There was a product that I used for several years called Brakleen. It's good for cleaning brake parts when you're working on automotive brakes. As a mechanic, we found lots of uses for it, as it dries quickly, nonflammable, and doesn't leave a film. Of course that perked my curiosity to know if it would clean that part of a muzzleloader that doesn't get cleaned, so I shot this morning, came home and cleaned the regular way with pumping hot water through the bore. I use 777 powder so there's not much in there. When I ran a dry patch, it came out clean. I then took a can of spray Brakleen and sprayed, with the nipple out, into the cavity and the route into the bore.. Returning to my bench I ran another dry patch in, and it came out looking just like yours, almost exactly. It was all brown and definitely dirty. Anyway I ran a number 13 patch down and it came out a little bad and then a couple of dry patches came out clean. I'm not trying to say that this is as good as what you are doing with the steamer, but it is something that I decided I could use at the range, especially if I wasn't going right home or when I'm out hunting. It might not be that bad in a pinch as it evaporates so fast that it reminds you of ether. The main ingredient is a compound called, tetracloroethylene. I don't think you would want to get it on a gunstock as I'm sure it would pull the finish.
Squint
I don't know if tetrachloroethylene is as toxic as the trichloroethylene we used in the machine shop to degrease parts. If it is then you should limit exposure on your skin, and take care not to inhale any more than is necessary.
 

deermanok

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Jan 29, 2020
Messages
469
I find the steam cleaning method very interesting. I've always taken my barrels off and used the hot soapy water, sorta plunger technique with a cleaning rod and patch. From what I've been reading here, you don't have to spend a lot of money on a portable steam cleaner. Gonna have to look into one.
 

Idaholewis

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Joined
Jun 30, 2017
Messages
5,235
I find the steam cleaning method very interesting. I've always taken my barrels off and used the hot soapy water, sorta plunger technique with a cleaning rod and patch. From what I've been reading here, you don't have to spend a lot of money on a portable steam cleaner. Gonna have to look into one.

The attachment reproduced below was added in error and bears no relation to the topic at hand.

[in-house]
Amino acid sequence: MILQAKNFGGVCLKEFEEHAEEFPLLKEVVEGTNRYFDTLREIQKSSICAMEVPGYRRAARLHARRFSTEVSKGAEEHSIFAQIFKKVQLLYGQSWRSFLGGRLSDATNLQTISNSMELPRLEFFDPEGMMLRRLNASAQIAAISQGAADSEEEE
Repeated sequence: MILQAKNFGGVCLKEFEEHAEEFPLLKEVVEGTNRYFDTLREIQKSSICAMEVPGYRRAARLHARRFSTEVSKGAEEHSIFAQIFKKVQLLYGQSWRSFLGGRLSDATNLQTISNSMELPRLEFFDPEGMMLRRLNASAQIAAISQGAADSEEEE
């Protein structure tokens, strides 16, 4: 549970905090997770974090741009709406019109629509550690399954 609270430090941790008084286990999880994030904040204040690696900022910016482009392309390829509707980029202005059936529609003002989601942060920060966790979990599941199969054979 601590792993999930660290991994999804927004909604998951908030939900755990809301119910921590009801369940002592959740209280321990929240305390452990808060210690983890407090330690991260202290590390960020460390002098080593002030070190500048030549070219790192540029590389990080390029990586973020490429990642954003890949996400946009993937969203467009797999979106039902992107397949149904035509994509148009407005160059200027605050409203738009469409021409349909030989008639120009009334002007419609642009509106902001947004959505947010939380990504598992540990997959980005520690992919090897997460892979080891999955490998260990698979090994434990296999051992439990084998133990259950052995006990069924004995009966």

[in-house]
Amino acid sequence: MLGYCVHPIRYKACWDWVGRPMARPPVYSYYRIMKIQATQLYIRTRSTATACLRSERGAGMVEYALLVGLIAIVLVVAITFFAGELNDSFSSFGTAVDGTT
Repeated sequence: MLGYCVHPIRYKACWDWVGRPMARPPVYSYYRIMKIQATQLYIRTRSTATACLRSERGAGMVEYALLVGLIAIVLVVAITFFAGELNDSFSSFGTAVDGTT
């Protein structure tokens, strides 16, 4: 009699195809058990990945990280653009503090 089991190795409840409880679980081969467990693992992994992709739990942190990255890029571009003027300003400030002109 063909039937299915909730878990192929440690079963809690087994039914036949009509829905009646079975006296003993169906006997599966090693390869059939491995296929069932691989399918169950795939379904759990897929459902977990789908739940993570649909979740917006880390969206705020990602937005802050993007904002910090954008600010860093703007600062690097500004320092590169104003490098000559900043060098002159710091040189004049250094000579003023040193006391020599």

I got the Steam Cleaning idea back in my Beginning in Muzzleloading, The idea came from the HIGH Dollar Pedersoli Unit. I had a BACO Catalog and kept running in to this Pedersoli Steam Cleaner, I was impressed with the idea, But i wasn’t about to Pay the OUTLANDISH Price for the Pedersoli Unit. A Friend of mine mentioned that I should go on Amazon and Buy a Cheap Steam Cleaner there, After All STEAM is STEAM The Pedersoli is just a Fancy Stainless unit, and Their Name

Here is the Pedersoli Unit in Action, Where the Idea Came from

 

Ninering62

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Joined
Aug 20, 2019
Messages
560
I luv Brakleen!
Me bein an old school harley guy & shade tree mech on classic muscle cars & all kinds of other stuff from lawnmowers, chainsaws to the tractor ( which I have to go replace a bucket ram hydraulic seal today ) So I too luv brakleen & always have a few cans on hand & crc 556 industrial grade penetrating oil ( way better than wd40).
 

Squint

Squint
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Joined
Feb 4, 2020
Messages
43
Not to get too far off subject, but as a hobby welder I happened upon this article re the dangers of using breakclean with regard to cleaning metal prior to welding. It may or may
not be applicable here, but I think this is really good to know info.
Safety Alert! Brake Cleaner = Phosgene Gas
[/QUOTE]
thank you for posting that, it is a very interesting safety alert. I've used it on stuff for years, not in large amounts, a little goes a long ways, but I wasn't aware of that danger, but that's why I posted what the ingredient was. I've noticed that it evaporates at a pretty fast clip and I have tried to do most of my spraying in the open air, but I have never noticed any thing bad using a small amount in my shop. I wouldn't be surprised that others spray cleaners such as electric cleaner or even electronic cleaner would to do the same thing that brakeleen does, especially for what I was using it for. Most any of these products like this are not good for eyes and are probably not good for Lungs either, but I'm sure many mechanics use some of them indoors with doors shut. I used starting fluid many times to clean hydraulic fittings, but a person needs to be aware that it is very flammable. I never tried it to clean in-place of the other compounds because of the flammable mixture. Strangely, welding was a large part of my employment for many years, I just never had occasion to use any of these sprays like that fellow did in that safety alert.
Squint